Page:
There are three possibilities to specify an answer rewrite:

  • A rewrite can request a best effort answer rewrite by adding the option answer auto.
  • A rewrite may specify a dedicated regex based response name rewrite with the answer name FROM TO option.
  • A regex based rewrite of record values like CNAME, SRV, etc, can be requested by an answer value FROM TO option.

Hereby FROM/TO follow the rules for the regex name rewrite syntax.

Auto Response Name Rewrite

The following configuration snippet allows for rewriting of the ANSWER SECTION according to the rewrite of the QUESTION SECTION:

    rewrite stop {
        name suffix .service.consul answer auto

Any occurrence of the rewritten question in the answer is mapped back to the original value before the rewrite.

Please note that answers for rewrites of type exact are always rewritten. For a suffix name rule auto leads to a reverse suffix response rewrite, exchanging FROM and TO from the rewrite request.

Explicit Response Name Rewrite

The following configuration snippet allows for rewriting of the ANSWER SECTION, provided that the QUESTION SECTION was rewritten:

    rewrite stop {
        name regex (.*)-(us-west-1)\.coredns\.rocks {1}.service.{2}.consul
        answer name (.*)\.service\.(us-west-1)\.consul {1}-{2}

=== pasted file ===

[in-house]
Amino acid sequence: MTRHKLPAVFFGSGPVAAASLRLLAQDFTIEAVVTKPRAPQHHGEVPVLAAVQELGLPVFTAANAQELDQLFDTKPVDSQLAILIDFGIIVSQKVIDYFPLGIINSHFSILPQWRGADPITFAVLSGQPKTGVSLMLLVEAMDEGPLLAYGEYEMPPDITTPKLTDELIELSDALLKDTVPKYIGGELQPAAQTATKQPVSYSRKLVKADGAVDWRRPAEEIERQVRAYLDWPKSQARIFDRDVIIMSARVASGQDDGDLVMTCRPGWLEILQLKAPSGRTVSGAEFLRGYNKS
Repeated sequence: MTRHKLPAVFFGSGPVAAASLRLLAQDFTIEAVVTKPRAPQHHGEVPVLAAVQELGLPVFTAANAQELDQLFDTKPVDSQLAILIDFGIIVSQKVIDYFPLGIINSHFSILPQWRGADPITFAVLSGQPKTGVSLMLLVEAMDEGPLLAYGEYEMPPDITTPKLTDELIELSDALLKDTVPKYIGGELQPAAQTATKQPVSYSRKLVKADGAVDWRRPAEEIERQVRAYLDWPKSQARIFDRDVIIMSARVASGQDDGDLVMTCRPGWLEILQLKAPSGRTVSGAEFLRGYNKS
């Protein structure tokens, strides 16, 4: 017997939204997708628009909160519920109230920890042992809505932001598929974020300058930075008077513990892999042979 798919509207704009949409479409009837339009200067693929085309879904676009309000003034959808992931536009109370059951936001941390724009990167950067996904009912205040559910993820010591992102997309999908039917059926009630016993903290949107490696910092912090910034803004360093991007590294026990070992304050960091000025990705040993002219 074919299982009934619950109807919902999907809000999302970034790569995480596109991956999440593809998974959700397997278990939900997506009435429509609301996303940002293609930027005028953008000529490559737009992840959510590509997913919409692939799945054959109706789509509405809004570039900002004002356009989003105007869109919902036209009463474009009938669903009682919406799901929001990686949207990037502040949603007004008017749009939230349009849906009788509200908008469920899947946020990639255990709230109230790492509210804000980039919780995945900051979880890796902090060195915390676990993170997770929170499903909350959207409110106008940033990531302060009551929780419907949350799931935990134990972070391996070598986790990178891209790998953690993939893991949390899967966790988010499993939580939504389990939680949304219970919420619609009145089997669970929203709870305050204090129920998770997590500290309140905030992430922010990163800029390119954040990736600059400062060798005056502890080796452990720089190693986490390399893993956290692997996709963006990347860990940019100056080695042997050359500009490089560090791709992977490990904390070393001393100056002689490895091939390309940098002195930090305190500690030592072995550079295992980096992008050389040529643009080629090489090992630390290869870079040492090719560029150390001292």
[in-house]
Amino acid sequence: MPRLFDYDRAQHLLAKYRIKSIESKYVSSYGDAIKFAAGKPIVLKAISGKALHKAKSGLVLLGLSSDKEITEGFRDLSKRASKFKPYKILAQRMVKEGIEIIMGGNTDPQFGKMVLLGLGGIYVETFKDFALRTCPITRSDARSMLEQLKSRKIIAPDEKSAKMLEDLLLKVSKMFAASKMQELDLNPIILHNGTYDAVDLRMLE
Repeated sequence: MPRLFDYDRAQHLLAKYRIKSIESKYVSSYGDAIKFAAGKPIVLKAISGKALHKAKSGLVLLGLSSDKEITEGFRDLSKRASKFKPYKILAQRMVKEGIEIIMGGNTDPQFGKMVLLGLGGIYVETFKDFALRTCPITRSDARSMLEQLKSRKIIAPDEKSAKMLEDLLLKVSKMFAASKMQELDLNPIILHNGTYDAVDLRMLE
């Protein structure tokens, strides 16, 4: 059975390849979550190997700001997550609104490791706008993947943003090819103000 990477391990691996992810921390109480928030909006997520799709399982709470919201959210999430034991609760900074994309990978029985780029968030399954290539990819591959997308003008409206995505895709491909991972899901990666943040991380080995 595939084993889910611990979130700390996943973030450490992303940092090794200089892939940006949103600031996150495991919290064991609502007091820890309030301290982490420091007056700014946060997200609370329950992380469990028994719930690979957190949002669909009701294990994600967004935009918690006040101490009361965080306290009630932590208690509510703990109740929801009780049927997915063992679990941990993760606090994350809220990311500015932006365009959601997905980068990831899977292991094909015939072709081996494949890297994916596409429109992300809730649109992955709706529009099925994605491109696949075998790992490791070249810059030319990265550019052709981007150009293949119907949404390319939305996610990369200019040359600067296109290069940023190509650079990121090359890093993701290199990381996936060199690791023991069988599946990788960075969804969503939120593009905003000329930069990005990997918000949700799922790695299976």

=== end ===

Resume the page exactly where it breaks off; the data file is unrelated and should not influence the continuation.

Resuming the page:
$ dig @

; IN A

;; ANSWER SECTION: 0    IN A 0    IN A 0    IN A

Rewriting other Response Values

It is also possible to rewrite other values returned in the DNS response records (e.g. the server names returned in SRV and MX records). This can be enabled by adding the answer value FROM TO option to a name rule as specified below. answer value takes a regular expression and a rewrite name as parameters and works in the same way as the answer name rule.

Note that names in the AUTHORITY SECTION and ADDITIONAL SECTION will also be rewritten following the specified rules. The names returned by the following record types: CNAME, DNAME, SOA, SRV, MX, NAPTR, NS, PTR will be rewritten if the answer value rule is specified.

The syntax for the rewrite of DNS request and response is as follows:

rewrite [continue|stop] {
    name regex STRING STRING
    answer name STRING STRING
    [answer value STRING STRING]

Note that the above syntax is strict. For response rewrites, only name rules are allowed to match the question section. The answer rewrite must be after the name, as in the syntax example.